Just about everyone fantasizes about being a hero at some point in their life. Whether it’s a sports hero, or a character from a movie, or one of countless other varieties, we all want to feel the adulation that comes from adventure, achievement or just simply being the center of attention. Being a hero also implies that you may just be slightly better than everyone else - that you’re special. Heroes, you see, test themselves to the limit, and pass! Being a hero implies purity and redemption born of self-immolation for a cause. Heroes are true to a higher calling and therefore seem to have greater integrity, at least that’s what we hope and would like to believe. When you are declared a hero you are more than accepted - you are imitated. You become the ideal that others strive to be. If you are a hero in America, that’s the kind of treatment you get. Except of course, if you are one of the sixty-five thousand or so current lesbian, gay, or bisexual members of our Armed Forces who serve in silence. If America decided to honor gay and lesbian service members as heroes, which they undoubtedly are, then they would become the stuff of dreams and inspiration. Kids everywhere might, god forbid, actually look up to them and want to be like them. As a society, we might just begin to focus on who we are as individuals and not rely on worn-out stereotypes to choose our relationships. Lamentably, America instead chooses to lie to itself, offering all sorts of reasons why gays and lesbians can’t be hero’s in the service of their country, most of which make no sense or are thinly veiled bigotry. Vast swaths of Mr. and Mrs. Straight continue to quiver, behind their little white picket fences and in the sweat-stained pews of their churches, at the thought of anyone not like them being honored or emulated. They would rather engage in a grand lie about what the gay community is, so that their limited world does not implode under the weight of its own hypocrisy. Honoring every man and woman, who serves our country, means telling the truth. They exist. They do their jobs well. They are brave beyond belief. They are every shape, color, size and ethnicity possible. They are heroes and I love them. -Jeff McGowan, prior US Army Major You may have missed: Monday - Former Marine Sergeant Brian Fricke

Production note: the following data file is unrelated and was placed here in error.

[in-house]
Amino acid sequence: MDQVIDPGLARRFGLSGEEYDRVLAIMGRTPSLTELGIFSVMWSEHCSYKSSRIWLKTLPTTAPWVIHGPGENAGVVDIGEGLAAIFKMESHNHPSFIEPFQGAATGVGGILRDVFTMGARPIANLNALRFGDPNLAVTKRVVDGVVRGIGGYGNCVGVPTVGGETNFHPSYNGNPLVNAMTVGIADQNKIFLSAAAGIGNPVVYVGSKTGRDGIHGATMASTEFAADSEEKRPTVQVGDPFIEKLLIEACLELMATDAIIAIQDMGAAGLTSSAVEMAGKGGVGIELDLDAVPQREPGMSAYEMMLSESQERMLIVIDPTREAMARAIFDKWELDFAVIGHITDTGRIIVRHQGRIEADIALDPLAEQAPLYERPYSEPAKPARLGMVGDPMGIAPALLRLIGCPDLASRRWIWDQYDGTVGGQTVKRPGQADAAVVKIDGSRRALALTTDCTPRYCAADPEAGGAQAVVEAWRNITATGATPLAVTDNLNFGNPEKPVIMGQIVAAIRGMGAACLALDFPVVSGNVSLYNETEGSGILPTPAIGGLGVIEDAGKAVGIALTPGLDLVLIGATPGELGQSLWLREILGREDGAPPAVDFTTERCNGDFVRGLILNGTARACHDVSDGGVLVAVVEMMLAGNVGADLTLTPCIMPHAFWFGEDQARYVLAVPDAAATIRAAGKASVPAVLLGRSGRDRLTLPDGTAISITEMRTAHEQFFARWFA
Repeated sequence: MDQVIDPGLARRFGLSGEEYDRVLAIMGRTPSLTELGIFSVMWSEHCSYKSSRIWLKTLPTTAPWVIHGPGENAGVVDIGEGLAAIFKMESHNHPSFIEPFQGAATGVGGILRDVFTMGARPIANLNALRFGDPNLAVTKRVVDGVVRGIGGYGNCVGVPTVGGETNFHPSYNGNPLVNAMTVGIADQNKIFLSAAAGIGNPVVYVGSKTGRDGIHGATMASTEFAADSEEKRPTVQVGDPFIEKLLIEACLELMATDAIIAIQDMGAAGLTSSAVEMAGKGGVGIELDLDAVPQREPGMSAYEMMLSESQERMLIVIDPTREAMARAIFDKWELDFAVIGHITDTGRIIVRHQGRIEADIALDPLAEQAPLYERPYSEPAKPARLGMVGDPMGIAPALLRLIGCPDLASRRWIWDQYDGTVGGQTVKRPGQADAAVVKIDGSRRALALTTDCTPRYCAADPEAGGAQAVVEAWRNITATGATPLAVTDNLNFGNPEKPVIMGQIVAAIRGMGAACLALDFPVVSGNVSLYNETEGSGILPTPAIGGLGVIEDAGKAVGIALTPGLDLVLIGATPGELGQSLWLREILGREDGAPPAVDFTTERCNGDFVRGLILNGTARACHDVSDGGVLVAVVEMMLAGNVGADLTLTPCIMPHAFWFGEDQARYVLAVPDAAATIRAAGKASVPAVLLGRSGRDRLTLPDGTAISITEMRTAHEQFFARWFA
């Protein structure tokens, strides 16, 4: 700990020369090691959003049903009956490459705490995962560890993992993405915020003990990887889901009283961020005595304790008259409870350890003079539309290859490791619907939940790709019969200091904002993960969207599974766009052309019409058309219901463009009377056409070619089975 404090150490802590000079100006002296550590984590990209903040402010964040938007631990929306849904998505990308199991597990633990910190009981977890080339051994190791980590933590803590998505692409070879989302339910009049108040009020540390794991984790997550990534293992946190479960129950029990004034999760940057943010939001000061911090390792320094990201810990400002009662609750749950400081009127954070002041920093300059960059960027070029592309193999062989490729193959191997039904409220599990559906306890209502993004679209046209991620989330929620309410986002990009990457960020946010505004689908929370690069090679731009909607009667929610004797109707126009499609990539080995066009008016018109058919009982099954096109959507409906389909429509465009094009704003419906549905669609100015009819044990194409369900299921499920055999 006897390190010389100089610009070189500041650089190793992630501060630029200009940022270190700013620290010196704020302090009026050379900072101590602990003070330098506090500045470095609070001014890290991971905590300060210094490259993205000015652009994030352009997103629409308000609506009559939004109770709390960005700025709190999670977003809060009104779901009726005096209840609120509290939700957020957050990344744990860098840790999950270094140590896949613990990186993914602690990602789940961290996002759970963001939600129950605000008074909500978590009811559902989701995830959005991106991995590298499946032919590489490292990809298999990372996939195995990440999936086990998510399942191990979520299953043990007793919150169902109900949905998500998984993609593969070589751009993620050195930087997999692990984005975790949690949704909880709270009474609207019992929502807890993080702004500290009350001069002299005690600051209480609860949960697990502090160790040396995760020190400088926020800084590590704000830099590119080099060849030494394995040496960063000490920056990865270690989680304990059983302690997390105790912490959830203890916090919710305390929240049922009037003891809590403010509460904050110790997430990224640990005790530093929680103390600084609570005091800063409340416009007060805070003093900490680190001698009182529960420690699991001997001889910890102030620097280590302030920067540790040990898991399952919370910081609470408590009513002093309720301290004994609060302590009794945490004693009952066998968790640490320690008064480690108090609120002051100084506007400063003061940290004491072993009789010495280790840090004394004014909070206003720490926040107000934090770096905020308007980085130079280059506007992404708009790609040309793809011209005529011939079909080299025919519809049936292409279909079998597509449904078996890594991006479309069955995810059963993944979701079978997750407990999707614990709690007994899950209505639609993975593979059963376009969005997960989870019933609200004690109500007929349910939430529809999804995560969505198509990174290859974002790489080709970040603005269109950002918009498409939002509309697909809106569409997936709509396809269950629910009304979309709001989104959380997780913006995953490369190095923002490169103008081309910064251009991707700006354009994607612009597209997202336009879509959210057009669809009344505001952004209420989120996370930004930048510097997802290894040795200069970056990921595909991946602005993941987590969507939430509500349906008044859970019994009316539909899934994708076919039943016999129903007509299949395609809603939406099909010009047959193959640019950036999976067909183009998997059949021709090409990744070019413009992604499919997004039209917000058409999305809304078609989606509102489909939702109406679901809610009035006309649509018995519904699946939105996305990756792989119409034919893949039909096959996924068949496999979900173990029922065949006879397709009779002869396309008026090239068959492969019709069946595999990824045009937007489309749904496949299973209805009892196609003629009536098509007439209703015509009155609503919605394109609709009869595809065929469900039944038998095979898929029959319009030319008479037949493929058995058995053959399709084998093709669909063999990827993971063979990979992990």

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Honor Every Veteran